Most of us are well aware that high blood pressure is a major risk factor for some of the most common killers, such as stroke and coronary heart disease. But are you aware just how big a role salt consumption can play in developing high blood pressure in the first place?
Even if you are clued up on this, there’s still a chance you’re not entirely sure how much salt you’re consuming – especially if you regularly eat processed foods (things like ready-made sauces, basically many of the foods you’re not preparing from scratch), which, according to Consensus Action on Salt & Health (CASH), around 75% of the salt in our diets comes from.
According to recent research from low-salt alternative brand LoSalt, nearly two-thirds of people (63%) are not actively reducing their salt intake – which indicates there’s still a lack of awareness around the white stuff and its associated health risks.
So what else do you need to know about salt intake?
We’ve done some salt myth-busting to point you in the right direction…
False! We need salt to survive, so cutting it out entirely is NOT the goal. However, too much of it can lead to potentially serious problems down the line. As many as three-quarters (75%) of the population don’t realise that 6g is the maximum daily recommended salt intake, according to the LoSalt survey.
There’s two components in salt: sodium and chloride, and it’s the sodium that is doing the damage because it can lead to high blood pressure. Although most people with high blood pressure don’t realise they have it, it is responsible for around 50% of heart disease cases and 60% of strokes, according to the World Health Organisation.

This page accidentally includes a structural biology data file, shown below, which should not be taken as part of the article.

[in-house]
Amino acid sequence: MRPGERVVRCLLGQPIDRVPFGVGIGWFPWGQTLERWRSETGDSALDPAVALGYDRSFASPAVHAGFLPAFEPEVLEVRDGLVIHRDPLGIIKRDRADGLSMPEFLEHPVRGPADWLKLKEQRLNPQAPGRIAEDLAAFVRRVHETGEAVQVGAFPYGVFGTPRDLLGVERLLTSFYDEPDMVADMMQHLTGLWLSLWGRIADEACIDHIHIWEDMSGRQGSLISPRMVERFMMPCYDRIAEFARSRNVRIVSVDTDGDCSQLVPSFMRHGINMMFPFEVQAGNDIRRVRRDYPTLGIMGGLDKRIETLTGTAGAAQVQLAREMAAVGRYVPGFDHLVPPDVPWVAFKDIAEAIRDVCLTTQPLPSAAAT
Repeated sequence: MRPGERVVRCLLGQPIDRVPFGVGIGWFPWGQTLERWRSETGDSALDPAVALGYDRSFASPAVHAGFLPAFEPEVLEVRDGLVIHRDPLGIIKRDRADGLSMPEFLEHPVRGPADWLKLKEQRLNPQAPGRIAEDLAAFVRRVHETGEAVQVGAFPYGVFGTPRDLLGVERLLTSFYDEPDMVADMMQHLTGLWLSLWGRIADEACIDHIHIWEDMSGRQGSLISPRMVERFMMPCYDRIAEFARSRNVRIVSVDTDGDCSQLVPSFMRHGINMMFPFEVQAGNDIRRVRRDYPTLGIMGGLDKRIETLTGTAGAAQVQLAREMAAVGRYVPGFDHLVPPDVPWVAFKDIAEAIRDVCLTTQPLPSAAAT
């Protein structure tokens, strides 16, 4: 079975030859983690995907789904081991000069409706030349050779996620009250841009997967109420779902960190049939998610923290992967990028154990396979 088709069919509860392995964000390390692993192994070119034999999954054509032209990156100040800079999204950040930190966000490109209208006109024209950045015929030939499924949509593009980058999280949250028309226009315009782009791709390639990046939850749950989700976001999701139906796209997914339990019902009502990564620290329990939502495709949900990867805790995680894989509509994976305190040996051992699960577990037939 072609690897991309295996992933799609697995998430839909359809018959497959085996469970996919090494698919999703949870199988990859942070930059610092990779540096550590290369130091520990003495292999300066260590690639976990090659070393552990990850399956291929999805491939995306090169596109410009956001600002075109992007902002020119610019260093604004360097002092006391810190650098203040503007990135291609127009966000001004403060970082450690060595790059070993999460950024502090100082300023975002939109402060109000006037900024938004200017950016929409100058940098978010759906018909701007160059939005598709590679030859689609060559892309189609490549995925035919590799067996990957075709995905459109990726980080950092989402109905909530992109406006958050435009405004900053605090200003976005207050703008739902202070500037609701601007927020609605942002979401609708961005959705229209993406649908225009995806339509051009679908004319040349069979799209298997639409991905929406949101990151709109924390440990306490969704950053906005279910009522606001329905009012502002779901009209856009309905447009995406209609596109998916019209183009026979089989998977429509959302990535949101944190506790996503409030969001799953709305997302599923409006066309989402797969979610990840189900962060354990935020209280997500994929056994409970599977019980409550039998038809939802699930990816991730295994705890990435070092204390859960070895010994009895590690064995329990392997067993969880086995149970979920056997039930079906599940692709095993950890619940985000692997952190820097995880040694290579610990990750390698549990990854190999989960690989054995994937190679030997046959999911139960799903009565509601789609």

Many people believe trendier sea and rock salts are healthier than regular salts, but this is incorrect.
Nutritionist and dietitian Azmina Govindji says: “They contain the same amount of sodium chloride: 100%! Sea salt may contain traces of other minerals, but the levels are too low to have a health benefit and so it is not healthier for you than any other salt.”
Extra salt added during cooking makes up 20% of our salt intake, notes Govindji. Granted, this might not sound like much, but it’s the chunk of our intake which we’re most in control of.
We might think our dinner will taste bland without a sprinkling of salt, but this isn’t strictly true.
“By reducing a little here and there, you’ll soon find your taste buds become accustomed to not having such high levels of salt and you’ll have less need for it in cooking and for seasoning food,” says Govindji.
For those who really can’t go without the taste of salt, brands like LoSalt offer an alternative to the traditional white stuff. It still contains all the flavour of normal salt, but contains 66% less sodium.
Also, try herbs and spices, vinegar or a dash of lemon instead to give your food the punch of flavour that salt usually would. Dill tastes great with fish, rosemary is wonderful with meat, and basil will finish off a pasta dish perfectly.
Not adding salt to cooking is a good start – but it’s important to remember that this is only a small part of the solution, and there’s plenty more we can do.
The food we buy fresh in supermarkets can still be salt heavy, so always read the labels. If you can’t always cook from scratch, choose low-salt options and avoid the red traffic light on food labels!
Eat notoriously high-salt foods, like cheese, bacon, ham, salted and roasted nuts and salami, in moderation, and watch out for ready meals, pizzas, pasta sauces and bread. They’re usually far higher in salt than you might think!